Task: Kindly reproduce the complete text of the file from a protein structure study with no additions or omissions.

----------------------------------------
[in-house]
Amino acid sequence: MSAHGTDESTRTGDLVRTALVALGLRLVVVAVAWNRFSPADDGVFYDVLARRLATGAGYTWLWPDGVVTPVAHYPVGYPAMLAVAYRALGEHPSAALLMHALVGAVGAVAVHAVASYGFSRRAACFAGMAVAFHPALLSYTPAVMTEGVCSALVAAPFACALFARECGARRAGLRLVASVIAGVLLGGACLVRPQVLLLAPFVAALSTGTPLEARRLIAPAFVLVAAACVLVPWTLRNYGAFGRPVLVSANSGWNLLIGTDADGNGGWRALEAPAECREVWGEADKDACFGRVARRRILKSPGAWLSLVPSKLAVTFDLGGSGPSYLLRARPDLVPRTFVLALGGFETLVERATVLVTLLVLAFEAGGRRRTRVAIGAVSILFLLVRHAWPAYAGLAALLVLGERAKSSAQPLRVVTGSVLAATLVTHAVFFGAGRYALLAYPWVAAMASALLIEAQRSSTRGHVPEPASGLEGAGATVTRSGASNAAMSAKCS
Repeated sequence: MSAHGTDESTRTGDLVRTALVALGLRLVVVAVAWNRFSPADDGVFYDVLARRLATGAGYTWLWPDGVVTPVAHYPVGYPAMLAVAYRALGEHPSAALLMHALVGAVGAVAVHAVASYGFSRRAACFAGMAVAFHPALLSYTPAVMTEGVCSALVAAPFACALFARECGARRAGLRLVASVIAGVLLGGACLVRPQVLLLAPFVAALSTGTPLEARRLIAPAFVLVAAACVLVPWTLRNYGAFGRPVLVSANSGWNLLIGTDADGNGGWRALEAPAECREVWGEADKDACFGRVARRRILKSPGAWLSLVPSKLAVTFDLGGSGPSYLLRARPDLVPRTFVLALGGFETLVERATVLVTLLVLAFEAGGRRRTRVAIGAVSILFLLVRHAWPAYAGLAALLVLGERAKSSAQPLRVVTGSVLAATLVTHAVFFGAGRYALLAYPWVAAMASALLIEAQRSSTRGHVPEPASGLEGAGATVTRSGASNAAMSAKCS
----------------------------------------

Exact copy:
[in-house]
Amino acid sequence: MSAHGTDESTRTGDLVRTALVALGLRLVVVAVAWNRFSPADDGVFYDVLARRLATGAGYTWLWPDGVVTPVAHYPVGYPAMLAVAYRALGEHPSAALLMHALVGAVGAVAVHAVASYGFSRRAACFAGMAVAFHPALLSYTPAVMTEGVCSALVAAPFACALFARECGARRAGLRLVASVIAGVLLGGACLVRPQVLLLAPFVAALSTGTPLEARRLIAPAFVLVAAACVLVPWTLRNYGAFGRPVLVSANSGWNLLIGTDADGNGGWRALEAPAECREVWGEADKDACFGRVARRRILKSPGAWLSLVPSKLAVTFDLGGSGPSYLLRARPDLVPRTFVLALGGFETLVERATVLVTLLVLAFEAGGRRRTRVAIGAVSILFLLVRHAWPAYAGLAALLVLGERAKSSAQPLRVVTGSVLAATLVTHAVFFGAGRYALLAYPWVAAMASALLIEAQRSSTRGHVPEPASGLEGAGATVTRSGASNAAMSAKCS
Repeated sequence: MSAHGTDESTRTGDLVRTALVALGLRLVVVAVAWNRFSPADDGVFYDVLARRLATGAGYTWLWPDGVVTPVAHYPVGYPAMLAVAYRALGEHPSAALLMHALVGAVGAVAVHAVASYGFSRRAACFAGMAVAFHPALLSYTPAVMTEGVCSALVAAPFACALFARECGARRAGLRLVASVIAGVLLGGACLVRPQVLLLAPFVAALSTGTPLEARRLIAPAFVLVAAACVLVPWTLRNYGAFGRPVLVSANSGWNLLIGTDADGNGGWRALEAPAECREVWGEADKDACFGRVARRRILKSPGAWLSLVPSKLAVTFDLGGSGPSYLLRARPDLVPRTFVLALGGFETLVERATVLVTLLVLAFEAGGRRRTRVAIGAVSILFLLVRHAWPAYAGLAALLVLGERAKSSAQPLRVVTGSVLAATLVTHAVFFGAGRYALLAYPWVAAMASALLIEAQRSSTRGHVPEPASGLEGAGATVTRSGASNAAMSAKCS